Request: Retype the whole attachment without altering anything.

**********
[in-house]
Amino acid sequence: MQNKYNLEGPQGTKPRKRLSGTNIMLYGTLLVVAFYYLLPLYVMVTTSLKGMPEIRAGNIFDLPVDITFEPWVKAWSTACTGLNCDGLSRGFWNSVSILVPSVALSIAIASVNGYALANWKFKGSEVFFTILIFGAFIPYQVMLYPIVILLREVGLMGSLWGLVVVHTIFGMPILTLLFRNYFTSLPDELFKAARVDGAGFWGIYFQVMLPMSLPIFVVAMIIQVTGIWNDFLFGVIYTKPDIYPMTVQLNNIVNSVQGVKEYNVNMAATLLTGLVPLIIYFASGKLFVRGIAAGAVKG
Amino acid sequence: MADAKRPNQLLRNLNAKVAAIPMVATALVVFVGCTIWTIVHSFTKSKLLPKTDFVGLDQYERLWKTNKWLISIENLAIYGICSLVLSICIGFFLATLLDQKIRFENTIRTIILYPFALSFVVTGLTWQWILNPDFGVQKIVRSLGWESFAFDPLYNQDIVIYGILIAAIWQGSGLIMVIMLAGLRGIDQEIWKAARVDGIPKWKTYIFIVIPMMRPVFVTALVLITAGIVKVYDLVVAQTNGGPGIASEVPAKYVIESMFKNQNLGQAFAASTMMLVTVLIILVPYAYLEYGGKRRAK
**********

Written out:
[in-house]
Amino acid sequence: MQNKYNLEGPQGTKPRKRLSGTNIMLYGTLLVVAFYYLLPLYVMVTTSLKGMPEIRAGNIFDLPVDITFEPWVKAWSTACTGLNCDGLSRGFWNSVSILVPSVALSIAIASVNGYALANWKFKGSEVFFTILIFGAFIPYQVMLYPIVILLREVGLMGSLWGLVVVHTIFGMPILTLLFRNYFTSLPDELFKAARVDGAGFWGIYFQVMLPMSLPIFVVAMIIQVTGIWNDFLFGVIYTKPDIYPMTVQLNNIVNSVQGVKEYNVNMAATLLTGLVPLIIYFASGKLFVRGIAAGAVKG
Amino acid sequence: MADAKRPNQLLRNLNAKVAAIPMVATALVVFVGCTIWTIVHSFTKSKLLPKTDFVGLDQYERLWKTNKWLISIENLAIYGICSLVLSICIGFFLATLLDQKIRFENTIRTIILYPFALSFVVTGLTWQWILNPDFGVQKIVRSLGWESFAFDPLYNQDIVIYGILIAAIWQGSGLIMVIMLAGLRGIDQEIWKAARVDGIPKWKTYIFIVIPMMRPVFVTALVLITAGIVKVYDLVVAQTNGGPGIASEVPAKYVIESMFKNQNLGQAFAASTMMLVTVLIILVPYAYLEYGGKRRAK